Cristin O’Keefe Aptowicz’s new biography, Dr. Mütter’s Marvels (Gotham, Sept.), is set in Philadelphia in the middle of the 19th century. You’re going into labor, or perhaps you accidentally sliced your leg open. The doctor gives you wine to calm your nerves. His fingers are covered with earlier patients’ blood. This was the world Dr. Thomas Mütter entered.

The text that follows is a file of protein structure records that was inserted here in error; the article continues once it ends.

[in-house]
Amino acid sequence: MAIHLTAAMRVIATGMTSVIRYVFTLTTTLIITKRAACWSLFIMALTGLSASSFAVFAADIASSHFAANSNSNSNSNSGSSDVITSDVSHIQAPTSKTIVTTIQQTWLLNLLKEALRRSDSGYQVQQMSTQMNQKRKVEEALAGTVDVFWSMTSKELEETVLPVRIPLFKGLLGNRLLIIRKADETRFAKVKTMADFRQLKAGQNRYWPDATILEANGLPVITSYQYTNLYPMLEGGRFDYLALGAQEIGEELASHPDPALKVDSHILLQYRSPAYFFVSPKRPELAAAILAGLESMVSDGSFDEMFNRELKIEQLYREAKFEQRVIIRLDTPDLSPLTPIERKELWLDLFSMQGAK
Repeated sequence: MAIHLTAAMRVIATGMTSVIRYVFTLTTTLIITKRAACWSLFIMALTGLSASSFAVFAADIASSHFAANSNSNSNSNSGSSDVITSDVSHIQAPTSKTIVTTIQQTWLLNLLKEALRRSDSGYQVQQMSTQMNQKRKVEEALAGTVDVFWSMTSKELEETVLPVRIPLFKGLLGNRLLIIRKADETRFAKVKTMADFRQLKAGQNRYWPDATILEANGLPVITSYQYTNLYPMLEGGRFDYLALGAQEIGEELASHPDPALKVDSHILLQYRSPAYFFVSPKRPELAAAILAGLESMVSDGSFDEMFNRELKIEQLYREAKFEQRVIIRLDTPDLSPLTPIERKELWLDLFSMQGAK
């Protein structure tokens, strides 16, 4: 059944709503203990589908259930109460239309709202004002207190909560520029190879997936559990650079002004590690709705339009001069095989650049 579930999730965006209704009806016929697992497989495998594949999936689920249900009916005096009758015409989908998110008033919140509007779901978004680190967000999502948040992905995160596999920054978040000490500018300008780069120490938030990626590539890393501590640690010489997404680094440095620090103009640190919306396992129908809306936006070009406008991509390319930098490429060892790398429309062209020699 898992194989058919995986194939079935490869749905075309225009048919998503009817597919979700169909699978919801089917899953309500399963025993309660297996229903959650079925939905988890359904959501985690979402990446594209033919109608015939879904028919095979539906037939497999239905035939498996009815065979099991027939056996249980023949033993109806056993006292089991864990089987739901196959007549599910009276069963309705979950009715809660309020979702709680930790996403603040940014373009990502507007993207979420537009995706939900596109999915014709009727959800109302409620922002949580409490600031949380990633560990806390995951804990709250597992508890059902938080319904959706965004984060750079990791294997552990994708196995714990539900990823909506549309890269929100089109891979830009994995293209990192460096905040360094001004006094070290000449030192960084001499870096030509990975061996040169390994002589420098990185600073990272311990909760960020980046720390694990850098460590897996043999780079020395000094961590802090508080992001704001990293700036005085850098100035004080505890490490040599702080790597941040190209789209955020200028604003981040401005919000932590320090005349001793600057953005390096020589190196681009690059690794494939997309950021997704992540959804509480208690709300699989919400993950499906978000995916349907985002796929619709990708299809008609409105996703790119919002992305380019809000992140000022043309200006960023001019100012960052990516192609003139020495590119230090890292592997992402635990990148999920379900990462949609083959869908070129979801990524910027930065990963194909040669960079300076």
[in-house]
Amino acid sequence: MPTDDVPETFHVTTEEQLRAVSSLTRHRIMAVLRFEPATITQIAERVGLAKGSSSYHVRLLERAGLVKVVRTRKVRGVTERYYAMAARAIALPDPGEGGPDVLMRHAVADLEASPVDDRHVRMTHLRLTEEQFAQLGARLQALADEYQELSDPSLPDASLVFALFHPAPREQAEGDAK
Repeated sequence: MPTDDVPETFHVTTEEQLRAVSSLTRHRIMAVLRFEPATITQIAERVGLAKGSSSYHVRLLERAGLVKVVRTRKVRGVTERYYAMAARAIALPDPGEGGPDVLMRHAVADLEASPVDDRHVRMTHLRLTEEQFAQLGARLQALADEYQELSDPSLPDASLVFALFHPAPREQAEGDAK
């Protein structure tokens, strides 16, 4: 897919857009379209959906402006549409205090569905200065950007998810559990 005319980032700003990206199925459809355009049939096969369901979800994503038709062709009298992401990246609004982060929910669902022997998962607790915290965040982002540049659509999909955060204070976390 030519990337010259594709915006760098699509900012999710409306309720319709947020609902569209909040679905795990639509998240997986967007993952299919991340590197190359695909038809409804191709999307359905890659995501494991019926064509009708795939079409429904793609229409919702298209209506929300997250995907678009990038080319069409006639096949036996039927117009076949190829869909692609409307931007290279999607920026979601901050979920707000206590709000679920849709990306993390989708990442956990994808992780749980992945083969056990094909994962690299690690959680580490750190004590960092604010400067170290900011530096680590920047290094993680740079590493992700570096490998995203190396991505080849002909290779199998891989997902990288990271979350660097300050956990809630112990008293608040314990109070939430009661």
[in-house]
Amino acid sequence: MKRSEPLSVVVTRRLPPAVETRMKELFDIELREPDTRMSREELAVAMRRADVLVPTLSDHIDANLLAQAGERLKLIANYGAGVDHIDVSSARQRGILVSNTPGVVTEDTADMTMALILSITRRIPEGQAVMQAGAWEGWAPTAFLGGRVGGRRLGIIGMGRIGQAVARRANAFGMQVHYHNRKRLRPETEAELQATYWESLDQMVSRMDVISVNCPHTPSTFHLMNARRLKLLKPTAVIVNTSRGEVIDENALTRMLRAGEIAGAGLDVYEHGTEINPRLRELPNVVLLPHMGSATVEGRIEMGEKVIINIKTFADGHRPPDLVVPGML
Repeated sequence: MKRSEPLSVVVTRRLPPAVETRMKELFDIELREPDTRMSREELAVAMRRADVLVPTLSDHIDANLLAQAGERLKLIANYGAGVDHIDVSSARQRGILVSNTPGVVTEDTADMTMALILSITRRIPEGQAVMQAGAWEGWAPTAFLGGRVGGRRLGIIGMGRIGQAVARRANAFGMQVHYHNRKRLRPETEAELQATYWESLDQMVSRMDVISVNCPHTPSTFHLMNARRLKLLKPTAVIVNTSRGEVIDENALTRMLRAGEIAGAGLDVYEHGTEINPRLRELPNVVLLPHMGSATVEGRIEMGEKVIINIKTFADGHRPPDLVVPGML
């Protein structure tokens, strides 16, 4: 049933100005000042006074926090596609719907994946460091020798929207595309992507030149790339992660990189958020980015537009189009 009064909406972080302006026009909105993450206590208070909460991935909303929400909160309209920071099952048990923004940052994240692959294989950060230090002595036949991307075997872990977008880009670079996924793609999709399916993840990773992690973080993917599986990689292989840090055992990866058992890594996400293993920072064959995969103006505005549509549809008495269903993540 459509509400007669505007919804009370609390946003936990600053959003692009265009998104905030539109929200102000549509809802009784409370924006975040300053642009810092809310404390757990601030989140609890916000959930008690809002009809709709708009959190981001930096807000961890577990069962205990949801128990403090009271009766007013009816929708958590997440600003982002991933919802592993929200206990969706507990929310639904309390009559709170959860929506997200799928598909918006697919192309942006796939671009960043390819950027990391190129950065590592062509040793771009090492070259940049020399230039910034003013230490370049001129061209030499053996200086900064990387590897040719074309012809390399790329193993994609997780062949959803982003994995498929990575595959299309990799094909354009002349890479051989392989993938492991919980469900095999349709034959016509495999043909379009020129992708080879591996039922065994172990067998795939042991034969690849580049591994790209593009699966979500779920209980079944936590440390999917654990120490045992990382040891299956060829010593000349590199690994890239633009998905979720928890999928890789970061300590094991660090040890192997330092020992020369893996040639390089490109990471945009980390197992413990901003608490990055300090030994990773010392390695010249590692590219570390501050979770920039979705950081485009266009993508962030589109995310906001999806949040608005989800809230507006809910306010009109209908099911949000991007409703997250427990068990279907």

Mütter quickly rose through the medical elite, specializing in “radical surgery”—the art of fixing “monsters” (those with burns covering their faces or severe cleft palates, for instance).

Mütter did not just establish a museum of “marvels”—specimens, wax figures, and other educational pieces he collected; he was a marvel himself. He was an excellent professor and a caring doctor. Aptowicz approaches her subject with passion and finesse, so that the book to reads more like fiction than nonfiction, ensuring that it will appeal to a wide audience.